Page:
Ten years ago, 2006, was arguably the A/E and environmental consulting industry’s peak of financial performance and achievement. Architects and engineers everywhere took advantage of unprecedented gains in commercial and residential building while surging tax receipts and a post-9/11 world provided steady demand for new federal, municipal and security infrastructure. Institutional, educational, energy and telecommunication markets all flourished. Companies of all disciplines and sizes were inundated with profitable opportunities to choose from, and successful (and perhaps overconfident) owners enjoyed record levels of compensation and returns on investment. The rising tide lifted all boats.
We all know what happened next.
Fast forward to today and we’re now six full years into our industry’s recovery cycle. Here at ROG, we characterize the environment as optimistic, yet uneven (at best). Yes, we have observed many great organizations and leadership teams having record-breaking years and “bucking the trend.” However, we also continue to observe firms that persistently struggle to break out.
At a macro level we remain encouraged that overall construction spending is back to 2007 levels, the AIA billings index is consistent and resilient, and the ACEC Engineering Business indices are solid. Yet many presidents and principals will confess to a new era of client stops and starts, diminished risk taking, and an uncertain feeling of where and how this current cycle will run. Several admit the “long shadows” of those dark days in 2008 and 2009 still linger to some degree and continue to impact strategic planning and growth pursuits.
Janus’ Bill Gross, the famed bond king and investor, years ago referred to this new and confusing global landscape as the “New Normal.” In fairness to A/E leaders, the overall U.S. economy has been tepid as well and we can debate endlessly whether those problems are structural, cyclical, generational, global, political or financial (likely all of the above).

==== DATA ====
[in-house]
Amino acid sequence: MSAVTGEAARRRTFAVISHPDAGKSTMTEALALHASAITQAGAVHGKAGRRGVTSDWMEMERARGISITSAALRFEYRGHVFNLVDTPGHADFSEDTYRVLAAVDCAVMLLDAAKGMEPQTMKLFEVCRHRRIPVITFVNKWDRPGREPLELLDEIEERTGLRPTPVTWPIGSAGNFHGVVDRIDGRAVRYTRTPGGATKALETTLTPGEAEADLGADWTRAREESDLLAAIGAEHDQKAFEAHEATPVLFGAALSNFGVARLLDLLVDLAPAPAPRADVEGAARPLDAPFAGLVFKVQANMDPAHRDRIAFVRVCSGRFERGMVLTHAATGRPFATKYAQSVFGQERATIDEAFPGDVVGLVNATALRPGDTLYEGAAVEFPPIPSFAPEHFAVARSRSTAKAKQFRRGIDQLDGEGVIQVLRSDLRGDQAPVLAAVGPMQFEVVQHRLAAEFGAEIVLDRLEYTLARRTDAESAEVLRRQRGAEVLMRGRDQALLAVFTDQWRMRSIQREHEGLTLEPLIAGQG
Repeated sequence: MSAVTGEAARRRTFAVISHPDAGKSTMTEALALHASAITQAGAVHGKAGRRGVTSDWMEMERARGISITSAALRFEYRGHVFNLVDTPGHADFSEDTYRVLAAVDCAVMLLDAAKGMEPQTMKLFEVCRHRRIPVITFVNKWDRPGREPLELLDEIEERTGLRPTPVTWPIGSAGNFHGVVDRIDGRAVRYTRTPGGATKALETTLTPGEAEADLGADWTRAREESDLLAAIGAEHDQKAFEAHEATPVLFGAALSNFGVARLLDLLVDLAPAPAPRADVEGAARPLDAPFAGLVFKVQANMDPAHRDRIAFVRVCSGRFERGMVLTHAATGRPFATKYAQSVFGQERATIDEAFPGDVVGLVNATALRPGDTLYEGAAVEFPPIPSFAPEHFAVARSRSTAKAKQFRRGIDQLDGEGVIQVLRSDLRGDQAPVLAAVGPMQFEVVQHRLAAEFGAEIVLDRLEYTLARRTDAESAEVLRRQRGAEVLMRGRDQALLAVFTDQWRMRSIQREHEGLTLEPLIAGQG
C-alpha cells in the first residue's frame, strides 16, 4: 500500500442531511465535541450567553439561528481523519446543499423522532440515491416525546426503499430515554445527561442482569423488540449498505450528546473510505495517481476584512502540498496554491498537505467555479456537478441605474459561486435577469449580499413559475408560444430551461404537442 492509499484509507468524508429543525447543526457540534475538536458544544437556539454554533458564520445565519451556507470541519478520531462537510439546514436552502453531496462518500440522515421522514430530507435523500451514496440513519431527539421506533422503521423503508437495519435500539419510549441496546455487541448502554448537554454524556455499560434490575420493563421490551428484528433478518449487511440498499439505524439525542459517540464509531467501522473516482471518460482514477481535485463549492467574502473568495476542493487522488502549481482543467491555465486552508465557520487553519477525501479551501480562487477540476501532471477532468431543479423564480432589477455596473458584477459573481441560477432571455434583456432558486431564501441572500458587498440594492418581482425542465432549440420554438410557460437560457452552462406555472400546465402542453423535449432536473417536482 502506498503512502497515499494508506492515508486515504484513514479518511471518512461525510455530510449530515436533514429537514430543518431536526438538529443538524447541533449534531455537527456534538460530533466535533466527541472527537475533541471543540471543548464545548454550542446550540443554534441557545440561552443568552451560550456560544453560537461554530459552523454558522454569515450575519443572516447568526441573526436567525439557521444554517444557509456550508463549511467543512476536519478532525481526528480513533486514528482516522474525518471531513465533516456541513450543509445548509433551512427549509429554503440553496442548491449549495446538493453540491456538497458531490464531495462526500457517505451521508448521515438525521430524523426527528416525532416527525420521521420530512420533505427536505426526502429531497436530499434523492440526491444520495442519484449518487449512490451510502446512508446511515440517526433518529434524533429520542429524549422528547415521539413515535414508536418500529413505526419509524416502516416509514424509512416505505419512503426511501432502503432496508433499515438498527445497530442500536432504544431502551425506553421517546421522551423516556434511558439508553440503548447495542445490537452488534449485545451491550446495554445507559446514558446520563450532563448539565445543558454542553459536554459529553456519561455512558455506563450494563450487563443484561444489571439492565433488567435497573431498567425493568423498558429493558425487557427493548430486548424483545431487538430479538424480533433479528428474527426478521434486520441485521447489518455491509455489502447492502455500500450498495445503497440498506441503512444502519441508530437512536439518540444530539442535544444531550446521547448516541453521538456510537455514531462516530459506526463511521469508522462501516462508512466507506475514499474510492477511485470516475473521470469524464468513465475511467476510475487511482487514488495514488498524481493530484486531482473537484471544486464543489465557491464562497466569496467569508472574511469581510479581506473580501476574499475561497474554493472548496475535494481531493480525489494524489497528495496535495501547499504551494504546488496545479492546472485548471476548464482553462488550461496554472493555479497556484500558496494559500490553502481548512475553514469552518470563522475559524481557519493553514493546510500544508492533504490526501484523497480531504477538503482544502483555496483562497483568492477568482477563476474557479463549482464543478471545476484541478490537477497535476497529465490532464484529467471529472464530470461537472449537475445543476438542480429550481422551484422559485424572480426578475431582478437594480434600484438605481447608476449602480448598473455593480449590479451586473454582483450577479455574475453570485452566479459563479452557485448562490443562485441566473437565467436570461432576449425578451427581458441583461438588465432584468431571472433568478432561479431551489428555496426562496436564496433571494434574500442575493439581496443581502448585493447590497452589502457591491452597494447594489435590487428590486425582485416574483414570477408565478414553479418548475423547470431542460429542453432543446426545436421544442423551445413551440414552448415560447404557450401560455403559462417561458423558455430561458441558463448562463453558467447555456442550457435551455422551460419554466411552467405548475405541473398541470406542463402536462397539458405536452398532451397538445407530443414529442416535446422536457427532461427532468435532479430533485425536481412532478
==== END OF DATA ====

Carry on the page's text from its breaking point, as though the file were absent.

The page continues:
For design professionals who enjoyed 20-plus years of consistent growth and exceeding U.S. GDP performance, the last five years witnessed a stark and uncomfortable reversion. Property development, federal government spending, global building and energy infrastructure – all of which have taken their respective turns driving our industry’s success the last two decades – to some degree now appear peaked and/or with lingering headwinds and murky outlooks.
To illustrate my point, this year’s ENR 500 provides evidence of an industry still trying to get fully back on track. While skewed toward mid-size and large A/E firms, the rankings do serve as a useful annual benchmark for overall industry health and direction. For 2015, the top 500 firms generated total revenue (includes domestic and international projects) that was 0.5% below 2014 results. Unfortunately, the overall 2014 numbers were lower than 2013. In fact, only now in 2015 did our industry finally surpass the ENR 500 domestic design revenue dollars that were generated back in 2008!
The following chart highlights the ENR 500 domestic and international growth rates and U.S. real GDP over the last five years:
|Year||ENR 500 U.S. Growth||ENR 500 Total Growth*||U.S. Real GDP|
*Source: Engineering News Record; Includes revenue from both domestic and international projects
The key long-term question arises: Is this as good as it gets?
From our consulting engagements as well as countless discussions and interviews with A/E and environmental consulting leaders and board members, the ramifications of a slow-growth industry have resulted in the following:
Given our reflections and postulations, please know that the intent of this column is not to come across as overly pessimistic or cautious. All economies and industries have cycles and, in a diverse sector such as ours, there will always be firms that over and underperform.
The upside potential is that there’s no shortage of building, environmental and infrastructure demands in our country, from the massive need for new and affordable single-family housing, major upgrades to transportation and water infrastructure, safer and cleaner air, and revolutionary investments as traditional and renewable power sources intersect. A/E firms and leaders throughout history have shown an amazing ability to adapt and endure and we have no doubt they will continue to do so.